Thursday, July 17, 2008

Relationship and Sexual Problems: About Love's Chosen Child (?”Botkin Syndrome”?)



Series of posts about Covert Incest from “The Emotional Incest Syndromeby Patricia Love with Jo Robinson.. Exploring the dynamics of covert (emotional or non-sexual but gender-related) incest.
Consider her writings to determine for yourself whether Love's description applies to the “daughterhood movement” concepts of children giving their hearts to their fathers as advocated by the Botkins and patriocentrists (?“Botkin Syndrome”?).


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NOTE: SENSITIVE SUBJECT MATTER concerning sexual problems that stem from enmeshment with a parent. Please make note of it. For mature readers only.

The Relationship Problems of the Chosen Child
(The child within a relationship of enmeshment with a parent.)



From pages 51 – 55:

(BUY THE BOOK if you find this relevant to you!
This is a gross condensing of the main points of the text!)


Fear of Commitment
“I do just fine with women right up to the point where the word 'commitment' is mentioned. Then I feel like turning and running away. The thought of living with just one woman for the rest of my life sends me into a cold sweat.”


Problems with love relationships are the rule rather than the exception for the adult Chosen Child, and one of the most common problems is a fear of intimacy and commitment. To a person who was bound up with an engulfing parent, any close relationship can feel like an invasion. I see this trait quite frequently in men who were the favorite sons of aggressive, domineering mothers.


Lack of Romantic Attraction
Woman: “I am married to a wonderful man. He goes out of his way to please me. I couldn't ask for anything more. Yet, I'm always dissatisfied. I keep wondering, 'Where's the magic? Isn't there more to love than this?'”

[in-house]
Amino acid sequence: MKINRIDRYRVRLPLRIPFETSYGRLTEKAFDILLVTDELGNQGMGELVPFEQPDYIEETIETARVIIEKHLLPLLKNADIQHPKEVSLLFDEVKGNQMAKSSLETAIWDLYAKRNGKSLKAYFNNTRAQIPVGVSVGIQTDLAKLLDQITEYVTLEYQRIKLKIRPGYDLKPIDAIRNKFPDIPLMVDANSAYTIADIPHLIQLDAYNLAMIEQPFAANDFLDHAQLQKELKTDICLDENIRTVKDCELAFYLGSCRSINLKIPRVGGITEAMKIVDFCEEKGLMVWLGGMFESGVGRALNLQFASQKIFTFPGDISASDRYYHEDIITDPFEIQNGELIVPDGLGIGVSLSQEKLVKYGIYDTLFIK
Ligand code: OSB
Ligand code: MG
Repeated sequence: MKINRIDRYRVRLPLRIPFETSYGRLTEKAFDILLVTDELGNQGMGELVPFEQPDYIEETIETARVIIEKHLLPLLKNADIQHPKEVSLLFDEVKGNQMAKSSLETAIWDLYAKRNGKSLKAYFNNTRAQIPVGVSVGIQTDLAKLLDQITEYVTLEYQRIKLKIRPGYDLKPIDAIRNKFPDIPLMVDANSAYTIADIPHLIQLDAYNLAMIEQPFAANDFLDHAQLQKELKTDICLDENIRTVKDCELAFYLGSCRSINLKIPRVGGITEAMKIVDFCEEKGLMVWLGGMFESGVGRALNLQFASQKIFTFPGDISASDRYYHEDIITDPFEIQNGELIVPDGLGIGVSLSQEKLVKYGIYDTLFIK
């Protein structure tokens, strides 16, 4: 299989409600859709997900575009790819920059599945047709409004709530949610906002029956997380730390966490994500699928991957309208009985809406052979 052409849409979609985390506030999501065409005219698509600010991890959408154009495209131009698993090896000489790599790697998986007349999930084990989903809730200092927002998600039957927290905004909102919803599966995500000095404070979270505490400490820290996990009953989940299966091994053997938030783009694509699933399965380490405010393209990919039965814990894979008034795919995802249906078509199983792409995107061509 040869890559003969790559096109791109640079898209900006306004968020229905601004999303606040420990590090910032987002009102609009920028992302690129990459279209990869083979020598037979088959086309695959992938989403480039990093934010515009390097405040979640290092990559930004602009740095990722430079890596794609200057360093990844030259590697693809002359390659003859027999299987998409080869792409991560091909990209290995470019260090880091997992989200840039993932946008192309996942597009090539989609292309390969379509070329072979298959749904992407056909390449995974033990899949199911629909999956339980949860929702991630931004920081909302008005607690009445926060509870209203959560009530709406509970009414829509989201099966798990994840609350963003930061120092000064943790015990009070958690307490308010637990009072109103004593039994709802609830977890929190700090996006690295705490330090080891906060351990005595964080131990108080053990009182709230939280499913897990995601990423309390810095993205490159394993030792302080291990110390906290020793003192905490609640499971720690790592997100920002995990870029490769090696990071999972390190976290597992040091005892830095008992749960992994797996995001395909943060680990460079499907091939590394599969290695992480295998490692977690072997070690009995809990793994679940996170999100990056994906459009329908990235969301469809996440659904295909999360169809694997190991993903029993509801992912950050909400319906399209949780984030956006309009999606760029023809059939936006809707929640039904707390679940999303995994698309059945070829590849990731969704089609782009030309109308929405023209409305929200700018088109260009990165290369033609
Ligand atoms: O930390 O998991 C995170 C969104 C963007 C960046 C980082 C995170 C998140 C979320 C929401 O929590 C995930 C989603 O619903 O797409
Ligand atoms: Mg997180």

Man: “I've been married three times, and I'm about to sign up for number four. I've never found what I'm looking for in a woman. All my wives have disappointed me.

The normal parent-child bond is powerful in and of itself; when it is amplified by enmeshment, it becomes all-encompassing. Unwittingly, some Chosen Children go through life trying to recapture this intensity...


Conflicts Between the Spouse and Parent
“Ten years ago, I bought a house with my mother and moved in with her. At the time, it made good financial sense. Now that I'm married, my wife wants us to move out and get a house of our own. She hates living with my mom. But my mother won't buy me out, and she won't let me buy her out. This dilemma is ruining my marriage.”

If the Chosen Child remains attached to the parent after marriage, the marital relationship automatically becomes a triangle, with both the parent and the spouse vying for control. This is the stuff of melodrama and TV talk shows.


Attraction to Self-Centered Partners
“I've married a very self-centered woman. She always puts herself first. I'm an afterthought in her life.”

It is quite common for the Chosen Child to grow up and marry someone who ignores his needs. This is an unconscious re-creation of the dynamic of the parent-child relationship. Although outwardly treated like royalty, the child is in reality a servant, trained to meet the emotional needs of the parent.

Believing that other people's needs are more important, the Chosen Child typically grows up and falls in love with someone who is unavailable or inattentive to his needs. Over time, the partner's lack of emotional involvement becomes a fresh source of pain. What I have observed time and time again is that one or both adults will turn to a child for support, and the whole cycle starts over again.


Sexual Problems